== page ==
Monday, October 6, 2008
Disappearing Railroad Blues
This train got the disappearing railroad blues
Steve Goodman, “The City of New Orleans”
One image that recurs when you think of the West is the train—the transatlantic railway was an enormous factor in westward expansion, & thru the World War II years train travel was how folks got around the country.
Things have changed since then—under Eisenhower, the interstate system came into being, & over the years air travel has changed from the privilege of the “jet set” to the common mode of long distance travel for most middle & working class folks.
Of course, there are problems with these ways of traveling—& this said by someone who has an admitted terror of flying, but who loves road trips (though I tend to favor blue highways, & try to find routes that avoid interstates as much as possible). Of course, with gas prices rising, car travel just ain’t what it used to be; & (fear of flying aside), even folks I know who think no more of getting on a plane than I do of driving to town are telling me they’re pretty disenchanted with the flying experience these days—long lines, delays, cancellations (sometimes after sitting on the runway in the plane), missed connections, etc. etc.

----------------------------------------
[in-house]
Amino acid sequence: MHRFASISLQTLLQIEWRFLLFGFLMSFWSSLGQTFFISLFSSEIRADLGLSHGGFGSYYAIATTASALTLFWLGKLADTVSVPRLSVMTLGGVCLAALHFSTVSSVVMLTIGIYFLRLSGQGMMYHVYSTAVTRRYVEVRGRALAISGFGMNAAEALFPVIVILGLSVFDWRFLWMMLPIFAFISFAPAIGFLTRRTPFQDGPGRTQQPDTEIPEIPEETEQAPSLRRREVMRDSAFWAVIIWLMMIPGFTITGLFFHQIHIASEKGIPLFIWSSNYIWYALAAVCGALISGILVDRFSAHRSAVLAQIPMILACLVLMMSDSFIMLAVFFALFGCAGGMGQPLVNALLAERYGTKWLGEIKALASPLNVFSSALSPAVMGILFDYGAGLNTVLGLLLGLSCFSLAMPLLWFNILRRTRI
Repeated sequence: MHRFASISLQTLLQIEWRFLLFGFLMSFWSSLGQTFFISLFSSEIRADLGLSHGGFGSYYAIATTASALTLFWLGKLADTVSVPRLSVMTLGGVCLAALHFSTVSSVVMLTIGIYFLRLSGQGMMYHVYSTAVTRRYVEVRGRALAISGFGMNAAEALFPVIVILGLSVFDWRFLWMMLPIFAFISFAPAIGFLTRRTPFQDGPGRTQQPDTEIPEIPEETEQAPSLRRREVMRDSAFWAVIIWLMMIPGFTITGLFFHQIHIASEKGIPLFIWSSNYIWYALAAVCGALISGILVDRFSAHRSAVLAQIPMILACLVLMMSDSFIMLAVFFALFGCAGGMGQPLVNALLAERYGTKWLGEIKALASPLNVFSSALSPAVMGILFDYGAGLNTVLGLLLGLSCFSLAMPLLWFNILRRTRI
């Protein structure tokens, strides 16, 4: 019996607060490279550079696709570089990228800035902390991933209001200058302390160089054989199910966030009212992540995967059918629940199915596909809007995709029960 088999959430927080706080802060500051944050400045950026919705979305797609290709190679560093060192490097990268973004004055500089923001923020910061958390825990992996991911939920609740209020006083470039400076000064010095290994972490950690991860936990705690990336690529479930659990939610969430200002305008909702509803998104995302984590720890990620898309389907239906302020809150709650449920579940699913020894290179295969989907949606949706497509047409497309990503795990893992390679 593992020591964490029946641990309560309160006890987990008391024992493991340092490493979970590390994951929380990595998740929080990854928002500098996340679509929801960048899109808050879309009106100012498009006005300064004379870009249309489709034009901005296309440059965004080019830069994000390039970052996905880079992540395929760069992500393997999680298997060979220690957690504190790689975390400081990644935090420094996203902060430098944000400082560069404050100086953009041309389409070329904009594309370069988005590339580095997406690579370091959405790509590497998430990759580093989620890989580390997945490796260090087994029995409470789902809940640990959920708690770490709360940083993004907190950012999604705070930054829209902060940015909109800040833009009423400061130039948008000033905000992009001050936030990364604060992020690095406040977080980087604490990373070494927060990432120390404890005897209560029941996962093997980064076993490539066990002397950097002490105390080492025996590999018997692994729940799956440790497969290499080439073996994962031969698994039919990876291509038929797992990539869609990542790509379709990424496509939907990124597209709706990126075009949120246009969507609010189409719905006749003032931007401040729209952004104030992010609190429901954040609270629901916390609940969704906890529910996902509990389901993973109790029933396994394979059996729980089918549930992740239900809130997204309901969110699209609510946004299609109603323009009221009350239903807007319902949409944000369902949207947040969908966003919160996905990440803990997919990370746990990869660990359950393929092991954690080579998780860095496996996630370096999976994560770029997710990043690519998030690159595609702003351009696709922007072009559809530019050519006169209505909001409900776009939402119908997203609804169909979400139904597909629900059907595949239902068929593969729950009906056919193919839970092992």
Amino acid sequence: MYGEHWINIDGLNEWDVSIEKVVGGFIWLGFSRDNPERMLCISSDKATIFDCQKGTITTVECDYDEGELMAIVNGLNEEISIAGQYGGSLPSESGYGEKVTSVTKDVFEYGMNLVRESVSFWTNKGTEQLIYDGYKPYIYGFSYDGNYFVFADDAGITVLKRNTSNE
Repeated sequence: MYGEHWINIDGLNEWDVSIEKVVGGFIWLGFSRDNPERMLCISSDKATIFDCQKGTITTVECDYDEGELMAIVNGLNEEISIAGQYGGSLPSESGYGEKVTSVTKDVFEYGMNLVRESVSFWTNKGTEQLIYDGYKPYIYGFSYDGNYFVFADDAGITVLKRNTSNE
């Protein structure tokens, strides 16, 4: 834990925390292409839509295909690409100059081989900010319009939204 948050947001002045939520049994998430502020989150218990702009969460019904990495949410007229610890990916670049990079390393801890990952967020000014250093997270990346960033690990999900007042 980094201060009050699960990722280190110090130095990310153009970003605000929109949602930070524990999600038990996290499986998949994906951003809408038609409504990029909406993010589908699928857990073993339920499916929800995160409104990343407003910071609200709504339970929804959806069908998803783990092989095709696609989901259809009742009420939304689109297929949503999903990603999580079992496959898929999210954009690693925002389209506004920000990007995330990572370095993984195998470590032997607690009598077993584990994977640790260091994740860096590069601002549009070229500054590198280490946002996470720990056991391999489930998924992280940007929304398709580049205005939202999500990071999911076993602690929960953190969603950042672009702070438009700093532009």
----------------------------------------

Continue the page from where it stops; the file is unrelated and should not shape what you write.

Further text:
& these aren’t the only factors going against travel by cars & planes. I realize that, for better or worse, there’s still some controversy here in the States about global warming. My question to the folks who don’t believe in it, or who minimize it, or who assert that humanity’s activity may only be adding some relatively small percent to a climactic pattern beyond our control would be this: Even if there’s only a small chance that our activities are causing some cataclysmic, global problem, shouldn’t we be taking some drastic action to make sure that’s stopped? I mean, how much do we really want to gamble with destruction? People are afraid of economic ramifications, but face it—if even some of these scenarios turn out for real down the line, economic ramifications won’t really matter. Also, especially with the U.S. economy collapsing all around us, we might consider that re-tooling & developing new industries might actually put us in a much better position in the long run.